How Can I Get Stronger and Prove it Too?


You started training as a powerlifter, or a bodybuilder, because you wanted to become as strong as you could be, maybe the strongest who ever lived. And you certainly have gotten very strong. But no matter how strong you are, you are always looking for more strength. On the other hand, maybe you are getting a little tired reading about miracle training courses or super supplements that are all guaranteed to make you a champion, when you know from experience that most of these kinds of claims are nonsense. If you've been powerlifting, maybe you have become a little disenchanted with the sport because of the dueling Federations, inconsistent judging and drug testing, "hydraulic" lifting suits, the gnawing sense that countries outside the US are beginning to kick our butts internationally and the lack of powerlifting’s success in achieving the status of an Olympic sport (bodybuilding has a long way to go in the latter regard as well). Let’s talk solutions - not problems...

Solution One - Get tons of new training ideas at once. You have heard about the training secrets of the Eastern European Olympic weightlifters, many of whom squat with 700 or 800 pounds all the way down, with no wraps (and all of this when the squat is only an adjunct to their training for the Olympic lifts). You’ve heard of Doug Hepburn, Paul Anderson and other greats of yore. You’ve also heard bits and pieces, often inaccurate ones a that, about physiology of exercise and other areas of sports science Well what if all of this were brought together into one volume? It has been. And if you are out simply to improve your strength, there is no better source than that one volume. It’s called The Weightlifting Encyclopedia (WLE). But that’s not all...

Solution Two - Maybe you have toyed with the idea of trying the Olympic lifts, or seeking Olympic glory, or just in participating in a sport where dueling Federations, equipment hassles, inconsistent drug testing and the like simply don’t exist. Well if you’ve ever even thought of giving Olympic style weightlifting a try, then WLE and The Weightlifting Encyclopedia Video Companion (WEV) may be just what you are looking for. WEV demonstrates the techiques, assistance exercises, teaching sequences and equipment used by competitive weightlifters. Click here to view the contents of the book and video

Packed with nearly 400,000 words of information, there is simply no source of information on strength and power training that exceeds WLE. From the 13 page table of contents, to the nearly 150 resources in the annotated bibliography, to the complete index and the hundreds of sub-headings, you’ll find WLE an incredible information source. And if you ever want to consider making the transition to Olympic lifting, whether you want to continue powerlifting and/or bodybuilding or not, there is no better place to look than WLE. From the chapter on understanding weightlifting technique, to the separate chapter on teaching and learning it. From the guidance to selecting equipment to the careful explanation of the rules, to advice an finding a coach or starting a club, you’ll find it in WLE. That’s why Fred Hatfield, "Dr. Squat" called WLE "...the most important book ever written on Olympic lifting" or why Ed Coan has said "I just received a copy of your book. It’s incredible! You explain everything so clearly that even long time powerlifters can learn to do the Olympic lifts if they follow your instructions. They can get some great information on getting stronger too."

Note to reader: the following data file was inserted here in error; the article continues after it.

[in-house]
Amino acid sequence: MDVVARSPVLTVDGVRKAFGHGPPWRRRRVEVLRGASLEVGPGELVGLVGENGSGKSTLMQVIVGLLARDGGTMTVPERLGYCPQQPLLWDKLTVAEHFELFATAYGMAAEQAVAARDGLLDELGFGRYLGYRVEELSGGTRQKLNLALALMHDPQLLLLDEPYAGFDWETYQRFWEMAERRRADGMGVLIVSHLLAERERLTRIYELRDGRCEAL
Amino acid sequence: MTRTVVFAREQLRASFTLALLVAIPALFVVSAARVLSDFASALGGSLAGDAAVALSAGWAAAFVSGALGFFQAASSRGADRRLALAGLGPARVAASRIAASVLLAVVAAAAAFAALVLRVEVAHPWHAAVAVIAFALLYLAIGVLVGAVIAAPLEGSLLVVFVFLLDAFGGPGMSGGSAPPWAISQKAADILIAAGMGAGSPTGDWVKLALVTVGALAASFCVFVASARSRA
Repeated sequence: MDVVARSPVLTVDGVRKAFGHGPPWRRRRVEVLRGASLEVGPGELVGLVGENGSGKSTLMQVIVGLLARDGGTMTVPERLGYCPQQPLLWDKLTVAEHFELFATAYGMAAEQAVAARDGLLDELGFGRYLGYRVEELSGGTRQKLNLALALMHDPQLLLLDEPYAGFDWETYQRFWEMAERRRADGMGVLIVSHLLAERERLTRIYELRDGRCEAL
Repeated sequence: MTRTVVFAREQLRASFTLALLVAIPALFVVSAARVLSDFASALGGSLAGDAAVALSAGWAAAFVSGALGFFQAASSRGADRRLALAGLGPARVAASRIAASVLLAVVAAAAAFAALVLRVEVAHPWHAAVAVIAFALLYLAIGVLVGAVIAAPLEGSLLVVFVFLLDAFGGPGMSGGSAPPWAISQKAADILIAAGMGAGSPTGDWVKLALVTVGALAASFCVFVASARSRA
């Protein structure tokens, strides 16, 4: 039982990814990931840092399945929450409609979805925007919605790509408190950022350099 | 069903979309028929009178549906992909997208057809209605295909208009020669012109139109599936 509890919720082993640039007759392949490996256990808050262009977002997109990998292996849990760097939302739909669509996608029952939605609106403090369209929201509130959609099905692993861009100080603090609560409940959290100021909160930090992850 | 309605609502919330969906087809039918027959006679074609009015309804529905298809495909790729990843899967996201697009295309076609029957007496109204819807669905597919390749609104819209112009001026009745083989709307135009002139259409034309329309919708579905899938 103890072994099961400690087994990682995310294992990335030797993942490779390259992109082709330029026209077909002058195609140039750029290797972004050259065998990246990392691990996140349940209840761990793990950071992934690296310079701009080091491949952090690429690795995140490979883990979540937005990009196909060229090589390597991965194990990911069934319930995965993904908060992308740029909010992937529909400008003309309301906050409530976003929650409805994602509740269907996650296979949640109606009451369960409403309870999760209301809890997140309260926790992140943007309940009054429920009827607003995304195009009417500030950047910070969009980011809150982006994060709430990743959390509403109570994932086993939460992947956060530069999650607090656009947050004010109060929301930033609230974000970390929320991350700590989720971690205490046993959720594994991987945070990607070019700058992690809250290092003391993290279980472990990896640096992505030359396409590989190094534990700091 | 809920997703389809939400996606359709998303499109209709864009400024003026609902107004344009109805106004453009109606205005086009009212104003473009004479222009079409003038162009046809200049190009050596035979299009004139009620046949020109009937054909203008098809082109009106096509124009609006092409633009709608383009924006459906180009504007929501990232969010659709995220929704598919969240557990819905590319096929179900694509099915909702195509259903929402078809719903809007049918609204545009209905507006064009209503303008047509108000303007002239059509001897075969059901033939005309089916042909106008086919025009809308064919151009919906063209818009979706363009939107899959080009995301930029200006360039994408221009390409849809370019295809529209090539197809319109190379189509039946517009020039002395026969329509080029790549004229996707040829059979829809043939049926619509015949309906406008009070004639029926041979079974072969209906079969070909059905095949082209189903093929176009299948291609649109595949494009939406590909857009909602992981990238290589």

The Weightlifting Encyclopedia Video Companion (WEV) was created as a companion to The Weightlifting Encyclopedia (WLE) book and it's just as comprehensive in its own way (a full three hours in length). It demonstrates many of the techniques, technical rules and assistance exercises that are used by competitive Weightlifters. Because no one should simply come in the gym and try the competitive lifts and their variations, teaching sequences that break these lifts down into readily learnable pieces are presented as well. Finally, the types of equipment that are used by weightlifters are shown.

In some cases the video expands upon what is in the book, in other cases the book covers material about a subject that the video approaches from a different angle. In still other cases, the book covers material in detail that the video does not address at all (e.g., training for strength and power, mental preparation, diet and nutrition, coping with injuries, preparing for a competition, motor learning theory and biomechanics). In essence, the book and video complement each other.

The Weightlifting Encyclopedia and Video Companion - they could just be a powerlifter’s, or a bodybuilder's, best friends! Order now.


Copyright 1998 A is A Communications. All rights reserved.
Last Revised: September 27, 1999